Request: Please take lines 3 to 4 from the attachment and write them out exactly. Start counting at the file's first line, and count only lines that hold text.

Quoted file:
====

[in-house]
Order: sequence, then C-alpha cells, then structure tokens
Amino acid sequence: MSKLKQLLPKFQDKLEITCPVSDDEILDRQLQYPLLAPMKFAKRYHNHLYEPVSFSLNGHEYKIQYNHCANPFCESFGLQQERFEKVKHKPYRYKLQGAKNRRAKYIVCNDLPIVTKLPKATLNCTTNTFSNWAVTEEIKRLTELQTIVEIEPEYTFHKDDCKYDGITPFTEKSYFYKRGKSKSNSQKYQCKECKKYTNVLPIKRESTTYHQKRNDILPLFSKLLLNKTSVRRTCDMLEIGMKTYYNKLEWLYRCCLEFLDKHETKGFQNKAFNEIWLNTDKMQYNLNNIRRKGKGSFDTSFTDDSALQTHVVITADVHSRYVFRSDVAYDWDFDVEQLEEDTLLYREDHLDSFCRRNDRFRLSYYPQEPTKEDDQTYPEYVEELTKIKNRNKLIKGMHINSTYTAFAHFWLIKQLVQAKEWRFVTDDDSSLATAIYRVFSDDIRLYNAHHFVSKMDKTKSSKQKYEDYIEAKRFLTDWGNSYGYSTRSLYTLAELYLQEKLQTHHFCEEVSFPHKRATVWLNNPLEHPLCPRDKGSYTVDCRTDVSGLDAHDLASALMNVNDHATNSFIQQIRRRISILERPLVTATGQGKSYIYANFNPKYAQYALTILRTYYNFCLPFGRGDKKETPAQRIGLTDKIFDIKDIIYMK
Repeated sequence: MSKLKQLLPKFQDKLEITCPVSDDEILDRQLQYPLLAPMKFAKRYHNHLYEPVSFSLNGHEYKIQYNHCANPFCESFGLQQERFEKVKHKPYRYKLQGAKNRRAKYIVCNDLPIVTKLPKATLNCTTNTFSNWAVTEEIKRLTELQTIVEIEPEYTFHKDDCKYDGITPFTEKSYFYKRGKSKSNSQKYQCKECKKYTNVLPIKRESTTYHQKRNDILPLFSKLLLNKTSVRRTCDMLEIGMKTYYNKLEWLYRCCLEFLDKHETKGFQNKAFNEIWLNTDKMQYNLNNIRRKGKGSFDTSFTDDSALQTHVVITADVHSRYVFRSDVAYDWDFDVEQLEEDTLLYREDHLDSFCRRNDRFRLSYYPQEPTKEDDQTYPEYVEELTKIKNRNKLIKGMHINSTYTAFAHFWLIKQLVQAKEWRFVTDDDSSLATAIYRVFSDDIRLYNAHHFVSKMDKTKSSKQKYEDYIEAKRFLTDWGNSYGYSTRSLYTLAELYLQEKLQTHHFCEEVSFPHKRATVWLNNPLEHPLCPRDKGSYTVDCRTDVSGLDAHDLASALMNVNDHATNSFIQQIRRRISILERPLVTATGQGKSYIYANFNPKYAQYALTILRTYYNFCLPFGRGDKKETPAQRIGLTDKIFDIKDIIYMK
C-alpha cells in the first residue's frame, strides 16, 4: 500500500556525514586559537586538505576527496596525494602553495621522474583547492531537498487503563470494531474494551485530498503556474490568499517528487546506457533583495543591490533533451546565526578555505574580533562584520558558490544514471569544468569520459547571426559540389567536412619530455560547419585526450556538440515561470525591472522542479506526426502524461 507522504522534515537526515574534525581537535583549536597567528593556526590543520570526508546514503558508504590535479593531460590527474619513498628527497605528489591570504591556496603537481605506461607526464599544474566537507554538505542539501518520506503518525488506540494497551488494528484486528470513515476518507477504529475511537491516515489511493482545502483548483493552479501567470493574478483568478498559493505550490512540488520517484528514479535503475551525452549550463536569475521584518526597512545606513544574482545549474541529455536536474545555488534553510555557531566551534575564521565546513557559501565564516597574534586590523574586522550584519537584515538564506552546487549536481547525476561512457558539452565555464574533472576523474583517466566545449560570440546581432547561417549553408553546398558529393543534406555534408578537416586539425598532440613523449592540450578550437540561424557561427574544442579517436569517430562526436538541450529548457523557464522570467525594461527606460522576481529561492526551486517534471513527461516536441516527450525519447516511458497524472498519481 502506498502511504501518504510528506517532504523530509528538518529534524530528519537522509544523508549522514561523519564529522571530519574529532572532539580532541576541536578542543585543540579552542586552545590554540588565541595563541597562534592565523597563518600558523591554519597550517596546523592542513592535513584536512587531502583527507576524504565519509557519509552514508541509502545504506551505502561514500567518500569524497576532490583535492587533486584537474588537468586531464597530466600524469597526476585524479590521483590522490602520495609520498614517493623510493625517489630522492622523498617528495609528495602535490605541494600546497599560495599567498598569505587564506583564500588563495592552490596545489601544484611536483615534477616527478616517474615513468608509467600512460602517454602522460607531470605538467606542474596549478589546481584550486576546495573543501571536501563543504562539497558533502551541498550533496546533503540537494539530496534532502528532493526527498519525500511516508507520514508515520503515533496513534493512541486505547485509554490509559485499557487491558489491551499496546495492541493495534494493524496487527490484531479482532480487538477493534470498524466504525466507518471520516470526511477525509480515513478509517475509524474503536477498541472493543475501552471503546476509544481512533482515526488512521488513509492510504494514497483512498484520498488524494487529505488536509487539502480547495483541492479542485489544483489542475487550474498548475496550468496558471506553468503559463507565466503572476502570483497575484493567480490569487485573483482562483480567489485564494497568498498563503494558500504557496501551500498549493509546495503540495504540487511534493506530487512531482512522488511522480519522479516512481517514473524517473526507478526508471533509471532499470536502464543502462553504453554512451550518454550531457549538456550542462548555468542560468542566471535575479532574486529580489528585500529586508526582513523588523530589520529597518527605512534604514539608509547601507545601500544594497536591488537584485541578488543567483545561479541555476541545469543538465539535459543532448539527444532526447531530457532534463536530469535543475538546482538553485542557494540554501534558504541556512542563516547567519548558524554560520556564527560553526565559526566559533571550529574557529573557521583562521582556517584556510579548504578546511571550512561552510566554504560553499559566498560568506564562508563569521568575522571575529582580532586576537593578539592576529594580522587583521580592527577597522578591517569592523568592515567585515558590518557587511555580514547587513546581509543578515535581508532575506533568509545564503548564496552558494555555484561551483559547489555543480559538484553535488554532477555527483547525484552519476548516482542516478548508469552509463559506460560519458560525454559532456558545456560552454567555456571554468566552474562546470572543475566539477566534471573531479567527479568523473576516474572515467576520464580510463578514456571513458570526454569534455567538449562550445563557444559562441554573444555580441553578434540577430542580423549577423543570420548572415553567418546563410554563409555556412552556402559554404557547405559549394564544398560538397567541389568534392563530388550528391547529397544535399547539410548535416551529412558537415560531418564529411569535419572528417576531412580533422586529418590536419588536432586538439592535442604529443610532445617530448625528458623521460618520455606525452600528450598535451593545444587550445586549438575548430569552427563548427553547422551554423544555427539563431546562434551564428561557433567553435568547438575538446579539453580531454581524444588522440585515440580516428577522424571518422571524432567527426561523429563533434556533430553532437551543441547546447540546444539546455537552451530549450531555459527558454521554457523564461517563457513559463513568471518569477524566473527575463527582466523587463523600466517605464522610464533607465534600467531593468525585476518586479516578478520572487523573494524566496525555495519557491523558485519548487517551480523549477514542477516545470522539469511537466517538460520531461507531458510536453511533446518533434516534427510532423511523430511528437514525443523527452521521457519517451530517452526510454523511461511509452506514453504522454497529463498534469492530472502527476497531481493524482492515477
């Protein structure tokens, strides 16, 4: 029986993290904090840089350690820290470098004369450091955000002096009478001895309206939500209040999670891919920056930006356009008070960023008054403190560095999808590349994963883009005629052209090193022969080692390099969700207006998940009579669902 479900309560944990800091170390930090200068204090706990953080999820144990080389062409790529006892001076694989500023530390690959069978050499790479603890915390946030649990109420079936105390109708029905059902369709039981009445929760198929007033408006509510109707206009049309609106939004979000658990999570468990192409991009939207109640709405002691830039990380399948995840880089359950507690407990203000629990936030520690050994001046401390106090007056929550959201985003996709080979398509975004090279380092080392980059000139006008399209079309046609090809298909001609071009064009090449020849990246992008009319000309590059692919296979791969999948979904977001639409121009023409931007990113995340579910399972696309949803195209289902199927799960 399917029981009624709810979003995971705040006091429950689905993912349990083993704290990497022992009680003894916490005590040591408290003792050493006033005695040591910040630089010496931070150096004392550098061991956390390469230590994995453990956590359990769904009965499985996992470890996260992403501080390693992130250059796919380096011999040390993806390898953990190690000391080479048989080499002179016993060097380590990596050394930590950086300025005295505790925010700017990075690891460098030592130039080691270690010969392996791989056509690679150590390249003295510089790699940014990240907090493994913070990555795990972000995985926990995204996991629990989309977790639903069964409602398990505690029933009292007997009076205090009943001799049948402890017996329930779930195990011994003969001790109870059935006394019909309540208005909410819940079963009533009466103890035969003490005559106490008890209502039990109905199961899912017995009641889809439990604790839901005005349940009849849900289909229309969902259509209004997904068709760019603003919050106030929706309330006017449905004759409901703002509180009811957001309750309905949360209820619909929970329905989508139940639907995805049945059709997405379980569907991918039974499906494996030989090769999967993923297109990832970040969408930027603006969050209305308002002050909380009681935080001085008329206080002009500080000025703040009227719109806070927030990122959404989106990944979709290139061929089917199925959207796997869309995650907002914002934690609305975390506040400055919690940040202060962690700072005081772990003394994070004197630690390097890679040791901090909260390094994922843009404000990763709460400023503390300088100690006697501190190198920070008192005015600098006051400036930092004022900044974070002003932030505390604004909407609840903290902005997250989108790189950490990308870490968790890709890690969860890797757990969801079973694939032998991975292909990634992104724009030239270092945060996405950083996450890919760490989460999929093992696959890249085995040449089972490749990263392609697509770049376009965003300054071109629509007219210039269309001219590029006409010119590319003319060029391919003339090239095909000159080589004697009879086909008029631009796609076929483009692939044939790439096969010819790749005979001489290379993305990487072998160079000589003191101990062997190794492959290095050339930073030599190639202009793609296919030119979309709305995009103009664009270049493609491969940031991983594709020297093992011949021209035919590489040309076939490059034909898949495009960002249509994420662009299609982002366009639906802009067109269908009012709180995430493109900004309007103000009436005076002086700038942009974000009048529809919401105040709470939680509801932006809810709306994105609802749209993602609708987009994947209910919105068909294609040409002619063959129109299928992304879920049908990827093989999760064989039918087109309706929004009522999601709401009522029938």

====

Amino acid sequence: MSKLKQLLPKFQDKLEITCPVSDDEILDRQLQYPLLAPMKFAKRYHNHLYEPVSFSLNGHEYKIQYNHCANPFCESFGLQQERFEKVKHKPYRYKLQGAKNRRAKYIVCNDLPIVTKLPKATLNCTTNTFSNWAVTEEIKRLTELQTIVEIEPEYTFHKDDCKYDGITPFTEKSYFYKRGKSKSNSQKYQCKECKKYTNVLPIKRESTTYHQKRNDILPLFSKLLLNKTSVRRTCDMLEIGMKTYYNKLEWLYRCCLEFLDKHETKGFQNKAFNEIWLNTDKMQYNLNNIRRKGKGSFDTSFTDDSALQTHVVITADVHSRYVFRSDVAYDWDFDVEQLEEDTLLYREDHLDSFCRRNDRFRLSYYPQEPTKEDDQTYPEYVEELTKIKNRNKLIKGMHINSTYTAFAHFWLIKQLVQAKEWRFVTDDDSSLATAIYRVFSDDIRLYNAHHFVSKMDKTKSSKQKYEDYIEAKRFLTDWGNSYGYSTRSLYTLAELYLQEKLQTHHFCEEVSFPHKRATVWLNNPLEHPLCPRDKGSYTVDCRTDVSGLDAHDLASALMNVNDHATNSFIQQIRRRISILERPLVTATGQGKSYIYANFNPKYAQYALTILRTYYNFCLPFGRGDKKETPAQRIGLTDKIFDIKDIIYMK
Repeated sequence: MSKLKQLLPKFQDKLEITCPVSDDEILDRQLQYPLLAPMKFAKRYHNHLYEPVSFSLNGHEYKIQYNHCANPFCESFGLQQERFEKVKHKPYRYKLQGAKNRRAKYIVCNDLPIVTKLPKATLNCTTNTFSNWAVTEEIKRLTELQTIVEIEPEYTFHKDDCKYDGITPFTEKSYFYKRGKSKSNSQKYQCKECKKYTNVLPIKRESTTYHQKRNDILPLFSKLLLNKTSVRRTCDMLEIGMKTYYNKLEWLYRCCLEFLDKHETKGFQNKAFNEIWLNTDKMQYNLNNIRRKGKGSFDTSFTDDSALQTHVVITADVHSRYVFRSDVAYDWDFDVEQLEEDTLLYREDHLDSFCRRNDRFRLSYYPQEPTKEDDQTYPEYVEELTKIKNRNKLIKGMHINSTYTAFAHFWLIKQLVQAKEWRFVTDDDSSLATAIYRVFSDDIRLYNAHHFVSKMDKTKSSKQKYEDYIEAKRFLTDWGNSYGYSTRSLYTLAELYLQEKLQTHHFCEEVSFPHKRATVWLNNPLEHPLCPRDKGSYTVDCRTDVSGLDAHDLASALMNVNDHATNSFIQQIRRRISILERPLVTATGQGKSYIYANFNPKYAQYALTILRTYYNFCLPFGRGDKKETPAQRIGLTDKIFDIKDIIYMK